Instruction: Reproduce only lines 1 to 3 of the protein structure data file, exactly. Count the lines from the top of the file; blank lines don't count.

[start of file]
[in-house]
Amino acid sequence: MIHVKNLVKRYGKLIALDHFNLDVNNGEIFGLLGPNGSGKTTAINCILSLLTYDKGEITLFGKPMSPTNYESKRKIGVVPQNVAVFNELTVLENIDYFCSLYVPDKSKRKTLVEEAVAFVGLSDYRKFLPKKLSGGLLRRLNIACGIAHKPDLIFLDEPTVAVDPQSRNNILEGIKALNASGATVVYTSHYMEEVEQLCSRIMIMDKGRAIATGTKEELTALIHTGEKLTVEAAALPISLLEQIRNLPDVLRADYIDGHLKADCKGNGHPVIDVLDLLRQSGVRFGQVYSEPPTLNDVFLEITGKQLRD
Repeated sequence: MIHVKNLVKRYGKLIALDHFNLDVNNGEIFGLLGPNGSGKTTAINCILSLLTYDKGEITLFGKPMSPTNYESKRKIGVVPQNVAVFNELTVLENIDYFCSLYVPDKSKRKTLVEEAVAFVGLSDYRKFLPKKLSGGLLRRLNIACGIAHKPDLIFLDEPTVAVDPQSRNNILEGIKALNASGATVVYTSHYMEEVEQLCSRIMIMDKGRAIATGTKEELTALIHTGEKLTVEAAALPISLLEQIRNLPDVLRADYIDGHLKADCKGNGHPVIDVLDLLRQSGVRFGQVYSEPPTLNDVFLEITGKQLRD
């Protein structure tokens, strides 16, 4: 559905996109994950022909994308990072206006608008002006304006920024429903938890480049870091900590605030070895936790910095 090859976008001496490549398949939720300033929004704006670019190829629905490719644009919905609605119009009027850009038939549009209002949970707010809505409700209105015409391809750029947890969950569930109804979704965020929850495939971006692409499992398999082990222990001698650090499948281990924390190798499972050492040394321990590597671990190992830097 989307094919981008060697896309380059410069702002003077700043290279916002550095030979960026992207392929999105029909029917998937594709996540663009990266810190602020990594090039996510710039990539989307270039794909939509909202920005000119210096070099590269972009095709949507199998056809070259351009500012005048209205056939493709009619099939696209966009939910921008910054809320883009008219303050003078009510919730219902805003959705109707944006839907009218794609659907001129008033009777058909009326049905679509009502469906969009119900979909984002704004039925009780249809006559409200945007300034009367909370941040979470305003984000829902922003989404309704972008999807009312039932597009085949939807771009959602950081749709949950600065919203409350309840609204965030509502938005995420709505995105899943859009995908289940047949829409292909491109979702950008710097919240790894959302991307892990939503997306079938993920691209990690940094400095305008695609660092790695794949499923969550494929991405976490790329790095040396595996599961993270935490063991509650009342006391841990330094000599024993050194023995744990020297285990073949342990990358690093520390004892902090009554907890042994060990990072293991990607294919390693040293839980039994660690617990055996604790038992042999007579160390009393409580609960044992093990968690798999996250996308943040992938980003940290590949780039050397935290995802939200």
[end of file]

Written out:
[in-house]
Amino acid sequence: MIHVKNLVKRYGKLIALDHFNLDVNNGEIFGLLGPNGSGKTTAINCILSLLTYDKGEITLFGKPMSPTNYESKRKIGVVPQNVAVFNELTVLENIDYFCSLYVPDKSKRKTLVEEAVAFVGLSDYRKFLPKKLSGGLLRRLNIACGIAHKPDLIFLDEPTVAVDPQSRNNILEGIKALNASGATVVYTSHYMEEVEQLCSRIMIMDKGRAIATGTKEELTALIHTGEKLTVEAAALPISLLEQIRNLPDVLRADYIDGHLKADCKGNGHPVIDVLDLLRQSGVRFGQVYSEPPTLNDVFLEITGKQLRD
Repeated sequence: MIHVKNLVKRYGKLIALDHFNLDVNNGEIFGLLGPNGSGKTTAINCILSLLTYDKGEITLFGKPMSPTNYESKRKIGVVPQNVAVFNELTVLENIDYFCSLYVPDKSKRKTLVEEAVAFVGLSDYRKFLPKKLSGGLLRRLNIACGIAHKPDLIFLDEPTVAVDPQSRNNILEGIKALNASGATVVYTSHYMEEVEQLCSRIMIMDKGRAIATGTKEELTALIHTGEKLTVEAAALPISLLEQIRNLPDVLRADYIDGHLKADCKGNGHPVIDVLDLLRQSGVRFGQVYSEPPTLNDVFLEITGKQLRD